Ford Faces $1.7 Billion Verdict in Fatal Rollover of F-250 Pickup

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It is facing a potential $1.7 billion in punitive damages after a Georgia jury ruled Friday in a case related to the 2014 rollover of a Ford F-250 pickup truck that killed two people.

According to James Butler, an attorney representing the plaintiffs, a Gwinnett County jury determined that Ford should be indemnified for selling 5.2 million Super Duty trucks, which the plaintiffs’ lawyers said had dangerously weak roofs that allowed passengers to escape. Could have been crushed in a rollover accident. Case.

Mr Butler said the case was brought up by the family of a Georgia couple, Melvin and Wonsail Hill, who were driving a 2002 Ford F-250 Super Duty truck from their farm when the right front tire burst and the truck overturned. He said Hills was crushed inside the truck.

Ford Chief Executive Jim Farley said last month that the company was hampered by recalls and customer-satisfaction actions.


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A Ford spokesman said Saturday, “While our sympathies are with the Hill family, we do not believe the verdict is supported by evidence, and we plan to appeal.”

The $1.7 billion judgment is believed to be the largest in Georgia history and unusually large for an accident-related lawsuit involving an auto maker. Typically, damages in these types of cases run into the millions of dollars, and many are settled out of court. Often, high-dollar decisions are later reduced by judges or appeals courts.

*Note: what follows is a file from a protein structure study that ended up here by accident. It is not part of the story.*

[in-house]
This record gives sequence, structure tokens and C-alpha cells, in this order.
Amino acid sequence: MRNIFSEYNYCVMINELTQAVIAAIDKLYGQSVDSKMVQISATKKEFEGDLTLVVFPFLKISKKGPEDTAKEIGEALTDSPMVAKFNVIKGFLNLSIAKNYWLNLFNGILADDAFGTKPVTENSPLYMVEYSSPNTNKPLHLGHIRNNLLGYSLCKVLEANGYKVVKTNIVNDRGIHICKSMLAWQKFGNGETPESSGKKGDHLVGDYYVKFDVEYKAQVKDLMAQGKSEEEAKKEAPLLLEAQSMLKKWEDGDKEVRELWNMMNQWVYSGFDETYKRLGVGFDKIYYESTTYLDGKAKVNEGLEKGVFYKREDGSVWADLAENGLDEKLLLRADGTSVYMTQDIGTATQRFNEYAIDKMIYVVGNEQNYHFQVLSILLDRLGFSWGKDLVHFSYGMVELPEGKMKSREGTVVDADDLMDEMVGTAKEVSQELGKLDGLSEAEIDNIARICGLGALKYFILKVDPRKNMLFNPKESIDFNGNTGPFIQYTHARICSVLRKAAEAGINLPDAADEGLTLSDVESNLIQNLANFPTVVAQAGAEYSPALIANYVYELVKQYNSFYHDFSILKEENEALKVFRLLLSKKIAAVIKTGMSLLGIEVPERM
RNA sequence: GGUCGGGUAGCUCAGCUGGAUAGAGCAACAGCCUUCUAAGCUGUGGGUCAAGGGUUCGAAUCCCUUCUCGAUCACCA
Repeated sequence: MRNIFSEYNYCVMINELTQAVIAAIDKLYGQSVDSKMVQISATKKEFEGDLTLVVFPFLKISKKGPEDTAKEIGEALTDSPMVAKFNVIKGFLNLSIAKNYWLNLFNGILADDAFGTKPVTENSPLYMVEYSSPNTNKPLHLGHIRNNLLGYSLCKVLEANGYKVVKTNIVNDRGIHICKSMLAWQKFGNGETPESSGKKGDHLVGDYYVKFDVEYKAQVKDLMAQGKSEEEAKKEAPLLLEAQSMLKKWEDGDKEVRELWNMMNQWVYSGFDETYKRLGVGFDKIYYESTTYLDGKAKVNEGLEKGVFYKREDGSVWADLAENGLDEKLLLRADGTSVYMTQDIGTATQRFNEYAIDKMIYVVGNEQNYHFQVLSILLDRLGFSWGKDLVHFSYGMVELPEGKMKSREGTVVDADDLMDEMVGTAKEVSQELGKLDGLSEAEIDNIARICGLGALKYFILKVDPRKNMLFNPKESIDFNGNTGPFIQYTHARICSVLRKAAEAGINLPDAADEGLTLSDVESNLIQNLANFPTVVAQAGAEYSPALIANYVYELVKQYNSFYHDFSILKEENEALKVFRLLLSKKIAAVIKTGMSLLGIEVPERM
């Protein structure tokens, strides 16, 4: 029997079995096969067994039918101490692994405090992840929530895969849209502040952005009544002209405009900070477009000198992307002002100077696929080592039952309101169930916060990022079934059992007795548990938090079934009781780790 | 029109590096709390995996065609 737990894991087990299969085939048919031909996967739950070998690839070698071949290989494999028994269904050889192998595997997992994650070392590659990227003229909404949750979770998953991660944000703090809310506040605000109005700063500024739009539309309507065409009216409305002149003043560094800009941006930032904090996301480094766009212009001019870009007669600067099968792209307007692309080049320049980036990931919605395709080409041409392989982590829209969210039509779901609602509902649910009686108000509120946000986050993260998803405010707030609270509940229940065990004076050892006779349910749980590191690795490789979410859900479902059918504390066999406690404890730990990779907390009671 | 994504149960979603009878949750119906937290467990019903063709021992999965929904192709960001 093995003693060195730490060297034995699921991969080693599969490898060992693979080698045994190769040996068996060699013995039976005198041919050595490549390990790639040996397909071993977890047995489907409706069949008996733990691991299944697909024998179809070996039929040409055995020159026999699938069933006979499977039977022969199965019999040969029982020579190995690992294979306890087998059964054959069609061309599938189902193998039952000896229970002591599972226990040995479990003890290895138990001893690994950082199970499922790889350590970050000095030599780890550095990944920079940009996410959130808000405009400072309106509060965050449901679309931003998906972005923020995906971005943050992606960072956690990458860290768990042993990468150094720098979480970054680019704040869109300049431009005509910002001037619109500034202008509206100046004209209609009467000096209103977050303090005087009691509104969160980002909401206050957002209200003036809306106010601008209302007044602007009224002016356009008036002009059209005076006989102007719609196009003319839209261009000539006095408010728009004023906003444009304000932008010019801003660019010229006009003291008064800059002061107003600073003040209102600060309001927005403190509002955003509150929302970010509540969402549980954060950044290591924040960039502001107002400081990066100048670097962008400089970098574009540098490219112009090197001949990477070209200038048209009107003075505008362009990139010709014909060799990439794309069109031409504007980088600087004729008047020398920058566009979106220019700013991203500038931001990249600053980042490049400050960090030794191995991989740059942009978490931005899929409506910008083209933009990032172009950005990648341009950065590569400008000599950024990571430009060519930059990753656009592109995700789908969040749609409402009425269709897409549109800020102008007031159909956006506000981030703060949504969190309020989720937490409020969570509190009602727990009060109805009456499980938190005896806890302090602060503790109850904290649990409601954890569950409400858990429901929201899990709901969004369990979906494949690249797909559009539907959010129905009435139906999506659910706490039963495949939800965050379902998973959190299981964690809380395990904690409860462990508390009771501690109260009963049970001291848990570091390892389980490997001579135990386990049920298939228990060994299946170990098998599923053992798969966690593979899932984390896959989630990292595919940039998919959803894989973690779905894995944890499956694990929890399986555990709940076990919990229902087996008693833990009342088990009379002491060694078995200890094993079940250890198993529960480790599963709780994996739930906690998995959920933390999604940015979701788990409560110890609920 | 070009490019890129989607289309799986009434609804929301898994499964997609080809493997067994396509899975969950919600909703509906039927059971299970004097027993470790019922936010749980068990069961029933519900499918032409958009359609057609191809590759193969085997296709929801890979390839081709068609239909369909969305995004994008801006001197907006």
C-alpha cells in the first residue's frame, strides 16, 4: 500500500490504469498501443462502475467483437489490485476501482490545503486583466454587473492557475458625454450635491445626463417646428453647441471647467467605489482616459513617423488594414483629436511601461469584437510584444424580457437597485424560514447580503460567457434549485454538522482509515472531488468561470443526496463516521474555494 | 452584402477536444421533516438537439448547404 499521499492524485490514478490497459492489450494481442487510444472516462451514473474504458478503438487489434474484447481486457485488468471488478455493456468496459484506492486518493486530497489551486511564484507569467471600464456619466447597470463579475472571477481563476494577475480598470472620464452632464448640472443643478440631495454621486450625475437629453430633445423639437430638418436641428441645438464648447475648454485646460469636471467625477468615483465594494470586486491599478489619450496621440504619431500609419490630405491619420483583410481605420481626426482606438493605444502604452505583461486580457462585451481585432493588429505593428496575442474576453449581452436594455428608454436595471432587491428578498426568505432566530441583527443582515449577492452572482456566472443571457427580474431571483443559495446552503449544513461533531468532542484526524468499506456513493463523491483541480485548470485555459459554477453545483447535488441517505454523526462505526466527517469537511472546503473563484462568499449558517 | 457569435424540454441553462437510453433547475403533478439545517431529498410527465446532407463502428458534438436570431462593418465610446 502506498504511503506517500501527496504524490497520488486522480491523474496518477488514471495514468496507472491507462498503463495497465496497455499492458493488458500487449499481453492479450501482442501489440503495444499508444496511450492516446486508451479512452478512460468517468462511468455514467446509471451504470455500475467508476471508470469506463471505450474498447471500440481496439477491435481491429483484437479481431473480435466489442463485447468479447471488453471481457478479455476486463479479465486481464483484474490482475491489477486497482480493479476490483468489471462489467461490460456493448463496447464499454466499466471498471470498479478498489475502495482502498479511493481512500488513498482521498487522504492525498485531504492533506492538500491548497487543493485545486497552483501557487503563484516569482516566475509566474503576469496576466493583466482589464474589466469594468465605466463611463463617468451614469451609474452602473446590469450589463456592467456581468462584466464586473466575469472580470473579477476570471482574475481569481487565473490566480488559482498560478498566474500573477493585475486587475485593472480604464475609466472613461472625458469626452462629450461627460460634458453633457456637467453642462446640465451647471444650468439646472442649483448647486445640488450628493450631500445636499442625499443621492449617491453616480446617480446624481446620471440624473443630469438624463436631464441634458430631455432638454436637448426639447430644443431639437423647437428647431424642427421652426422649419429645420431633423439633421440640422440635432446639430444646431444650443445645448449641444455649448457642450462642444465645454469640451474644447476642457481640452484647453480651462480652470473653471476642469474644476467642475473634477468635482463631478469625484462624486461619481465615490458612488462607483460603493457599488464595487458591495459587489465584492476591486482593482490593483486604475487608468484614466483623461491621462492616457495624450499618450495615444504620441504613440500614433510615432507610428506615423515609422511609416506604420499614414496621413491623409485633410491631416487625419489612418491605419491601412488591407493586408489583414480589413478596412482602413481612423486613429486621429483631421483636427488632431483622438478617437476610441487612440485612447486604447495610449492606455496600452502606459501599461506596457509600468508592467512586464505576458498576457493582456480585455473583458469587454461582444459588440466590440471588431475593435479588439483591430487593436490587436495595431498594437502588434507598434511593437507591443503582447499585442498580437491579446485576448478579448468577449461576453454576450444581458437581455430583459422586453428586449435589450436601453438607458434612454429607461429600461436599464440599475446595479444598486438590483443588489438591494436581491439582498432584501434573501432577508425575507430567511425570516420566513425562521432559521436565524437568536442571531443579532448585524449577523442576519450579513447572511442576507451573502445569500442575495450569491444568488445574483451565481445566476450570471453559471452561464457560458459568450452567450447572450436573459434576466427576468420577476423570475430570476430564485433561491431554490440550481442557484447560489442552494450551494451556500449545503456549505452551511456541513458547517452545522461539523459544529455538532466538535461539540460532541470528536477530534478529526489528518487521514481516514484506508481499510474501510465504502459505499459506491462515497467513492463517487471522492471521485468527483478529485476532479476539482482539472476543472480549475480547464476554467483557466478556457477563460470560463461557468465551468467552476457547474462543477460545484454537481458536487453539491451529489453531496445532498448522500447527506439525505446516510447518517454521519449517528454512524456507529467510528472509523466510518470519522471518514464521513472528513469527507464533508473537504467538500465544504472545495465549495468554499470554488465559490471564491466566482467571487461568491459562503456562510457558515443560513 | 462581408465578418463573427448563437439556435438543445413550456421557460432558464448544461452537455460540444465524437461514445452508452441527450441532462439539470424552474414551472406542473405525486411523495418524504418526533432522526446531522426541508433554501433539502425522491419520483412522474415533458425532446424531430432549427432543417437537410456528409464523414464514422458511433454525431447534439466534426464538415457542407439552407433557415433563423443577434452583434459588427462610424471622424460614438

“The Hill family is delighted that this part of the case is finally over,” Mr Butler said. “They intend to persevere and pay Ford.”

On Thursday, a Georgia jury awarded $24 million in compensation to plaintiffs Kim and Adam Hill, the children of the couple killed in the crash, Mr Butler said. The jury allocated 70% of the fault in the case to Ford, Mr Butler said.

Ford executives have worked to deal with costly quality and warranty problems with their vehicles over the years, including prioritizing this effort under the current chief executive, Jim Farley. According to data from the National Highway Traffic Safety Administration, the company has issued 49 recalls this year, the most of any auto maker.

“We continue to be hampered by recalls and customer-satisfaction actions,” Mr. Farley said on the July earnings call. “This affects our cost but more importantly, it falls short of our most fundamental commitment to our customers.”

Last year, Ford set aside more than $4 billion for warranty costs, up 76% from five years ago. The car company’s total warranty expenses grew by about 17% from 2016 to 2021.

Earlier this year, Mr. Farley brought on a new Executive Director of Quality, Josh Halliburton. Before joining Ford, Mr. Halliburton spent 17 years at JD Power, an independent research firm that specializes in vehicle quality assessment and study.

“We are putting more time and emphasis on making sure everything is fixed to prevent quality issues from appearing later in the development process,” said Mr Halliburton.

He said he expects Ford’s warranty problems to improve next year, but it could take two to three years to see the most impactful results.

write to Nora Eckert nora.eckert@wsj.com . Feather

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